In response to the Global Financial Crisis in 2008, the Corporate Real Estate (CRE) sector saw a hive of activity and change in all things workplace-related. Activity-based working was born in Australia and a series of innovative workplace projects delivered. Business cases rendered significant financial savings through property consolidation programs, while delivering impressive spaces all thanks to analysing occupancy data and shared ownership of workspaces.
Introducing 2020, and the COVID-19 pandemic has leapfrogged over 12 years of change management efforts to shift mindsets that work is something one does, irrespective of where it’s done. COVID-19 is the litmus test that has truly identified the office-based roles and systems that can and cannot function remotely.
Australian-based corporates were largely prepared for an event like COVID-19, thanks to the number of agile working programs implemented over the past decade. For those companies that had not or could not implement flexible work environments, technology upgrades, shift work or alternate desk spacing are other solutions being used to maintain roles and functions through these critical months of social distancing.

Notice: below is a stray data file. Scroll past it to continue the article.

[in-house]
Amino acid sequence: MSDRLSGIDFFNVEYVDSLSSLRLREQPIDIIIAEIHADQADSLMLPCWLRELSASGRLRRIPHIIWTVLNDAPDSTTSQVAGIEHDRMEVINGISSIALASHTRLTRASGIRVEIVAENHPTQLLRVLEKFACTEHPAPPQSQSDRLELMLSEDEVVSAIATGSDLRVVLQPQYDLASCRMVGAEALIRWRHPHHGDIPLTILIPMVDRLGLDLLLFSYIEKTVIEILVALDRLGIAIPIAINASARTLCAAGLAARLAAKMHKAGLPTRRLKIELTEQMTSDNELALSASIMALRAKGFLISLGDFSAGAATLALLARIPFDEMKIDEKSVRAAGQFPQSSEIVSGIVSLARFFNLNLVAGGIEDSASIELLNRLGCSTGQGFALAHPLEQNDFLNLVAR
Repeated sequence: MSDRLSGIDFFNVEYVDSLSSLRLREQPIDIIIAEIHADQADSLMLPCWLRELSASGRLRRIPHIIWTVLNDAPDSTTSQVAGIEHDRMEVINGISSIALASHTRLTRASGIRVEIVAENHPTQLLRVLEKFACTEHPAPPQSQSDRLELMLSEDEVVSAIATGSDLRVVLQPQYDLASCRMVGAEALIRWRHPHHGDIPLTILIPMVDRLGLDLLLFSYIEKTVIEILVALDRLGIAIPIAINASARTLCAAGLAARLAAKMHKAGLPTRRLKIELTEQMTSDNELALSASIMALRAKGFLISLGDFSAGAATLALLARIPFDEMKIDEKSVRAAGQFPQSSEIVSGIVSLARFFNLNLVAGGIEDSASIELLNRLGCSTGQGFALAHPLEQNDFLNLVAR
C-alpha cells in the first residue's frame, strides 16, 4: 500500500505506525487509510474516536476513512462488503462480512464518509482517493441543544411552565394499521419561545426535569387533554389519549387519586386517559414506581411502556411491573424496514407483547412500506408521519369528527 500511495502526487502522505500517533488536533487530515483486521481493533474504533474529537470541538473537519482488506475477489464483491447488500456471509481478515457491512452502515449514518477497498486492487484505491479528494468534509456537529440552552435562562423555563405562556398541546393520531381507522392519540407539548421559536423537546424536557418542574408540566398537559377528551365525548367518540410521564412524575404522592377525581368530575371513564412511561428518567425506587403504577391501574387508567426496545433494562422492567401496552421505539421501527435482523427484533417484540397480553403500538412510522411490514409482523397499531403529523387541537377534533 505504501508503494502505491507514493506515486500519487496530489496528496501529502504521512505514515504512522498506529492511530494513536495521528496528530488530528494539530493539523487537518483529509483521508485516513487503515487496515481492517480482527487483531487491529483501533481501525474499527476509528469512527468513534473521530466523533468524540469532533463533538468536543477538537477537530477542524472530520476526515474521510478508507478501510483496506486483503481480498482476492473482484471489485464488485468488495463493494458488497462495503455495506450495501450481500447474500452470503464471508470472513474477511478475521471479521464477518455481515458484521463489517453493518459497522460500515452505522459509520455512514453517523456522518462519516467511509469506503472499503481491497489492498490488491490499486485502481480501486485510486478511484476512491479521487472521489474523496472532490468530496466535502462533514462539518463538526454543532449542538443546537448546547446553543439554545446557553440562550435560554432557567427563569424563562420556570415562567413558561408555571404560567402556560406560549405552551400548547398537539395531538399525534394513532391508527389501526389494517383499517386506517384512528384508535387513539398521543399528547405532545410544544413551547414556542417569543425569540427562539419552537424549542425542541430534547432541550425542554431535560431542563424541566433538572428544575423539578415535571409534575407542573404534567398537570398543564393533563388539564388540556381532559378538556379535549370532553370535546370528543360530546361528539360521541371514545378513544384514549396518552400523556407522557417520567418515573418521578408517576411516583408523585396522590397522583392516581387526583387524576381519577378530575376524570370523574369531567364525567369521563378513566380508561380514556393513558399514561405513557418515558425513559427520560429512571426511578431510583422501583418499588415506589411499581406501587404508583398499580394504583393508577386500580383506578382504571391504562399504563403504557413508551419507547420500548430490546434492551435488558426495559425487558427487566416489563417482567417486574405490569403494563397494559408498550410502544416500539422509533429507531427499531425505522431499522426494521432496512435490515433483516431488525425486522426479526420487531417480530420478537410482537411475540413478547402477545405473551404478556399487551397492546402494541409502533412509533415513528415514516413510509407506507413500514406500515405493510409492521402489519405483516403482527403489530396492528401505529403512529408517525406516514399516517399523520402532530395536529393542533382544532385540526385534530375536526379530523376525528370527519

Let’s fast forward to Q4 2020 and imagine that we have all gradually come back into the office after working from home or operating with a much-changed routine. How will our collective experiences have changed us, and how often will we be heading into our purpose-built workplace? The way we perceive where and how we do work moving forward will have surely transformed after three months of virtual collaboration. So, what does this mean for the workplaces of the future?
Globally, businesses will likely follow a shift similar to that of Australia post-Global Financial Crisis. Previous barriers to workplace change programs may no longer be so challenging, given established operating rhythms from the home environment. And the financial benefits of property consolidation programs could be even more resounding, given it’s unlikely to be the first and last time we hear of social distancing.
Ahead of the curve, Australia will likely review and reset our positions on workplace design guidelines and operating models. The COVID-19 social distancing guidelines may force us to ask simple questions like, “Is 1500mm between desks the new minimum standard? Should a clean desk policy be mandatory in all office environments to ensure thorough cleaning? Will wellbeing programs be required to give staff the confidence that it is safe to come back to work?”
Australia will make further efficiencies in its office footprint, as a greater proportion of people are likely to still have the choice to work from home. A new baseline of flexibility will have been set which will be reflected in space strategies. Certainly, 2021 will be the year of comparing occupancy data pre- and post-COVID-19, as well as resetting physical spaces in response to personal boundaries and social distancing guidelines.
By Sherrie Jones, BGIS Workplace Director